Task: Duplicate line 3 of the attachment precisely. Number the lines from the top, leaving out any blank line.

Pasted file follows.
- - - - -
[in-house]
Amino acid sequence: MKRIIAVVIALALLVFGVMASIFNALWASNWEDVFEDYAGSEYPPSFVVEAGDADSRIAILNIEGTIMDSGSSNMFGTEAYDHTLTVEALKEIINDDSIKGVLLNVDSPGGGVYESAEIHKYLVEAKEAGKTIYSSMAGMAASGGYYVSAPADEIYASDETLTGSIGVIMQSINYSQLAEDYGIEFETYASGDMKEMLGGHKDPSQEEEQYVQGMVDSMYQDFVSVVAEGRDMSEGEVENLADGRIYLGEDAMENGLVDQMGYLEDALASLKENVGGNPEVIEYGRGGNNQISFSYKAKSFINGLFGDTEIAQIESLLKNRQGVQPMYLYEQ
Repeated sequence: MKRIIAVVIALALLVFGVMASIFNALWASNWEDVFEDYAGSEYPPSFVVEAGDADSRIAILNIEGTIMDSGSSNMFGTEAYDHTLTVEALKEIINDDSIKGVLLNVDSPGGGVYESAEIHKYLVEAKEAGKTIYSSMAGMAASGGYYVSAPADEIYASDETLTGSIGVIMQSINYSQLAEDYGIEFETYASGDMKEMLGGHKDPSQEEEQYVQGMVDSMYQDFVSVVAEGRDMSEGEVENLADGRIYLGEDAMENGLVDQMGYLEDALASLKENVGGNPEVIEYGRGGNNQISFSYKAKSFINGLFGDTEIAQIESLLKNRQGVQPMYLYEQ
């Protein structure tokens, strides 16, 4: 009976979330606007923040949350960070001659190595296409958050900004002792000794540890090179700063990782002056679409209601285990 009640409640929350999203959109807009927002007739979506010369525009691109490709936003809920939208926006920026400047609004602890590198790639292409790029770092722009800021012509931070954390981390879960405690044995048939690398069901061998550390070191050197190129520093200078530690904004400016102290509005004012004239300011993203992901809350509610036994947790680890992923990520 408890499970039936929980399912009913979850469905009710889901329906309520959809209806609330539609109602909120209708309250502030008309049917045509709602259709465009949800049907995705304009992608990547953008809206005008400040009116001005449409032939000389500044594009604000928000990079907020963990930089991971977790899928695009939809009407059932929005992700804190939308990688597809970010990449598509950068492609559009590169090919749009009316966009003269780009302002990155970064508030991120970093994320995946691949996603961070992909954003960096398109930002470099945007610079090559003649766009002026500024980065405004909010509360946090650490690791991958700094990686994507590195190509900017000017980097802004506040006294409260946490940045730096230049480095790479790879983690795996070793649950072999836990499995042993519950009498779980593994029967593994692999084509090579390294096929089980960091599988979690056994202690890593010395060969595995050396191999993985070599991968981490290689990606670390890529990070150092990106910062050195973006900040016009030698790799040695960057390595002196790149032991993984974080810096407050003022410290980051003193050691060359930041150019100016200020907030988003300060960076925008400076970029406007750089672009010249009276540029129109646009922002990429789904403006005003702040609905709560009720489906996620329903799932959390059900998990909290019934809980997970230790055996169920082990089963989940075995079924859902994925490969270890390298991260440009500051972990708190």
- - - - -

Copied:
Repeated sequence: MKRIIAVVIALALLVFGVMASIFNALWASNWEDVFEDYAGSEYPPSFVVEAGDADSRIAILNIEGTIMDSGSSNMFGTEAYDHTLTVEALKEIINDDSIKGVLLNVDSPGGGVYESAEIHKYLVEAKEAGKTIYSSMAGMAASGGYYVSAPADEIYASDETLTGSIGVIMQSINYSQLAEDYGIEFETYASGDMKEMLGGHKDPSQEEEQYVQGMVDSMYQDFVSVVAEGRDMSEGEVENLADGRIYLGEDAMENGLVDQMGYLEDALASLKENVGGNPEVIEYGRGGNNQISFSYKAKSFINGLFGDTEIAQIESLLKNRQGVQPMYLYEQ